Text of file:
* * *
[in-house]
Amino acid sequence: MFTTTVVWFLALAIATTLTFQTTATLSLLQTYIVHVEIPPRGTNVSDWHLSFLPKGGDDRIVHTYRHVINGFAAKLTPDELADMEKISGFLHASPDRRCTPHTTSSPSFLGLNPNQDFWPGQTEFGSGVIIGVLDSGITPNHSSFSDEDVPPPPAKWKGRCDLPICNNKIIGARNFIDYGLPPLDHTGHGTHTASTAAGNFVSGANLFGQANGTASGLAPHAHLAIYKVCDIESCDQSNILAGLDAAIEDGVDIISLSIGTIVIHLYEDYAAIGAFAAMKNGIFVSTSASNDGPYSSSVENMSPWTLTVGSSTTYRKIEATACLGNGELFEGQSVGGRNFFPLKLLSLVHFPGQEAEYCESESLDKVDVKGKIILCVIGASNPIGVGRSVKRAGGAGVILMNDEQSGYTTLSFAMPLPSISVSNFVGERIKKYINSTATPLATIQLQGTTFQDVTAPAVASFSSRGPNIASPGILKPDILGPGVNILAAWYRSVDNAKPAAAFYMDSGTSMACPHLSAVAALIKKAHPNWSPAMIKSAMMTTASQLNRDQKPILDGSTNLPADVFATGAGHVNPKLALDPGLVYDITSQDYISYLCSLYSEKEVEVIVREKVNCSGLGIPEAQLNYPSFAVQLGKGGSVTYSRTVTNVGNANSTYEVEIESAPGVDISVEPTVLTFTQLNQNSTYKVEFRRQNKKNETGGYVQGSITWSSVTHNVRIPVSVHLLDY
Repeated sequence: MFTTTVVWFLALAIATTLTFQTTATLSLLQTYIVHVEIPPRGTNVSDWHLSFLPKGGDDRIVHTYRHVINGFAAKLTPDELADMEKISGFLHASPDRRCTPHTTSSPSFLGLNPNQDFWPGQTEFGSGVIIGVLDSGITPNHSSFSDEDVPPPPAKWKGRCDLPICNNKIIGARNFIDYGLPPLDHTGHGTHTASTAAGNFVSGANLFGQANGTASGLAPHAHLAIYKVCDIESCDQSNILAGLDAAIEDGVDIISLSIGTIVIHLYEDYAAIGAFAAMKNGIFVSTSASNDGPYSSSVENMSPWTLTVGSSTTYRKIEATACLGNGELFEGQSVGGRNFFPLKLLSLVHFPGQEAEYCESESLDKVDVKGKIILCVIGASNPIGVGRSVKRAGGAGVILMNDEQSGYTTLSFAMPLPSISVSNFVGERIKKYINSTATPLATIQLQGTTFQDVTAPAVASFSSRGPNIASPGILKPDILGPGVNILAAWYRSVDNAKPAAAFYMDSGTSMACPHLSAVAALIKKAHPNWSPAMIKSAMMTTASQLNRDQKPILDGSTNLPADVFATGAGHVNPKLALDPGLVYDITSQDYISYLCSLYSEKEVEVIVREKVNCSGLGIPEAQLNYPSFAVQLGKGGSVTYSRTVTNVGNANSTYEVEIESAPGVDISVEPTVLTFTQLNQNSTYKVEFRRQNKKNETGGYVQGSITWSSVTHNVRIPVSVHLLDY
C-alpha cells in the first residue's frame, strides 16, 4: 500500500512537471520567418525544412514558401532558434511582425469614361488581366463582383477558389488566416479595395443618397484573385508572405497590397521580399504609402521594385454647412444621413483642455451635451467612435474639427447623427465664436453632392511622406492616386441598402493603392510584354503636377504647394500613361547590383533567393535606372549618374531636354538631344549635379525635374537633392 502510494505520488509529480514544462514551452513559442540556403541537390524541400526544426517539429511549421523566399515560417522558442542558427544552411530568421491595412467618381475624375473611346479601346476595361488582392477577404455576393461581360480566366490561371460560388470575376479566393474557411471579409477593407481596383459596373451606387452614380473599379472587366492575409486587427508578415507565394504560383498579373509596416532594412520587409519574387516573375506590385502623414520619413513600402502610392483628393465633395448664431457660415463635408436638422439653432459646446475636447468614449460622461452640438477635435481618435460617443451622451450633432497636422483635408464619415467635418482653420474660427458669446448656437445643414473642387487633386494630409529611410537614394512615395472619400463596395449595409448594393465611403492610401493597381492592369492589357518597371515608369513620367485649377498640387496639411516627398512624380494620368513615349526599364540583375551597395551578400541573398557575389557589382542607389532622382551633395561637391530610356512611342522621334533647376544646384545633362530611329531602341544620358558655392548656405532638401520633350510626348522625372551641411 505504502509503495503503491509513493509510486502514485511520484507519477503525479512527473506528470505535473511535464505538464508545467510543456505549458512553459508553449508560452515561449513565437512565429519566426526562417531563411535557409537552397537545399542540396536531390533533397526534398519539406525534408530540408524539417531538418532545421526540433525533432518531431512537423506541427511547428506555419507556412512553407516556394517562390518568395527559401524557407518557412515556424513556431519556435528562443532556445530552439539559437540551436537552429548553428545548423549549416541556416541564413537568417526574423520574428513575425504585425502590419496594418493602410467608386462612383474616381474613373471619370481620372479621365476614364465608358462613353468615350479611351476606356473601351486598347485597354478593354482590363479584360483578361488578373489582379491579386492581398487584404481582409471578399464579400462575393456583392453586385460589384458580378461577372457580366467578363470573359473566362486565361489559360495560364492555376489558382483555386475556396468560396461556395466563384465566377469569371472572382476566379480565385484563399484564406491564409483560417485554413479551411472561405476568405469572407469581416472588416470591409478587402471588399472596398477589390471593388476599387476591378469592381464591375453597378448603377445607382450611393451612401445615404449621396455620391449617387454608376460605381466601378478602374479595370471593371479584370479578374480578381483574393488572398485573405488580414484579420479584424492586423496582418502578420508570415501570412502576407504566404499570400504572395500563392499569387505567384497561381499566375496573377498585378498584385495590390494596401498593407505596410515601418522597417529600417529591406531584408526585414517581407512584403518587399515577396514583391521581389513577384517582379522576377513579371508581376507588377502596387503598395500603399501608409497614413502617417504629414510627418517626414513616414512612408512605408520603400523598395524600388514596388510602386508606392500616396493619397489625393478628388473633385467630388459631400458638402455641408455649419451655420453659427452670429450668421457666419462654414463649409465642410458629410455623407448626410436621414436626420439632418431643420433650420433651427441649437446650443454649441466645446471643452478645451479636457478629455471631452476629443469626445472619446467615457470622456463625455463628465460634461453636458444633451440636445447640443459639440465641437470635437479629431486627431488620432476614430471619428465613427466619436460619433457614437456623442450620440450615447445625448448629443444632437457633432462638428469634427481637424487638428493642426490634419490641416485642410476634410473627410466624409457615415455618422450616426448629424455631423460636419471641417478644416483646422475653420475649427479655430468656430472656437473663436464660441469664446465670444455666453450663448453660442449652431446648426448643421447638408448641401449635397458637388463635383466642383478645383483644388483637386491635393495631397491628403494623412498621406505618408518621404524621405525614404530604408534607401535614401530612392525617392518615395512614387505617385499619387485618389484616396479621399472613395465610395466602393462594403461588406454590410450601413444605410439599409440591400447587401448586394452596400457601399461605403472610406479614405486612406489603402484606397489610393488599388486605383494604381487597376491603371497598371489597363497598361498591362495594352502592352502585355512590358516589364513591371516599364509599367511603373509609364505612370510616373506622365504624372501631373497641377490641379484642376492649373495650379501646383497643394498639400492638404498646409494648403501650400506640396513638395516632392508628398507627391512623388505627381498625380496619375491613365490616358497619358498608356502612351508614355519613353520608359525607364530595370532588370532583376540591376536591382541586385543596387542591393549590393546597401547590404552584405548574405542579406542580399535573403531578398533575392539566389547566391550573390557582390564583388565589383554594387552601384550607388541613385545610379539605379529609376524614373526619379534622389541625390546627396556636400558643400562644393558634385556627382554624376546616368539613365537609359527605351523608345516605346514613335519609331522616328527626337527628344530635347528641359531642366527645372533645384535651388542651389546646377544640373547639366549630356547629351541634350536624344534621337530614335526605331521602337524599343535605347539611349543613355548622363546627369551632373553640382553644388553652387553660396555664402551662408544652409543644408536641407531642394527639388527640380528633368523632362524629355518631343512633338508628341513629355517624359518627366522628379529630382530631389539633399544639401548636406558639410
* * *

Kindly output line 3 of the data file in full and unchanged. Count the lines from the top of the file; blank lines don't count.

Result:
Repeated sequence: MFTTTVVWFLALAIATTLTFQTTATLSLLQTYIVHVEIPPRGTNVSDWHLSFLPKGGDDRIVHTYRHVINGFAAKLTPDELADMEKISGFLHASPDRRCTPHTTSSPSFLGLNPNQDFWPGQTEFGSGVIIGVLDSGITPNHSSFSDEDVPPPPAKWKGRCDLPICNNKIIGARNFIDYGLPPLDHTGHGTHTASTAAGNFVSGANLFGQANGTASGLAPHAHLAIYKVCDIESCDQSNILAGLDAAIEDGVDIISLSIGTIVIHLYEDYAAIGAFAAMKNGIFVSTSASNDGPYSSSVENMSPWTLTVGSSTTYRKIEATACLGNGELFEGQSVGGRNFFPLKLLSLVHFPGQEAEYCESESLDKVDVKGKIILCVIGASNPIGVGRSVKRAGGAGVILMNDEQSGYTTLSFAMPLPSISVSNFVGERIKKYINSTATPLATIQLQGTTFQDVTAPAVASFSSRGPNIASPGILKPDILGPGVNILAAWYRSVDNAKPAAAFYMDSGTSMACPHLSAVAALIKKAHPNWSPAMIKSAMMTTASQLNRDQKPILDGSTNLPADVFATGAGHVNPKLALDPGLVYDITSQDYISYLCSLYSEKEVEVIVREKVNCSGLGIPEAQLNYPSFAVQLGKGGSVTYSRTVTNVGNANSTYEVEIESAPGVDISVEPTVLTFTQLNQNSTYKVEFRRQNKKNETGGYVQGSITWSSVTHNVRIPVSVHLLDY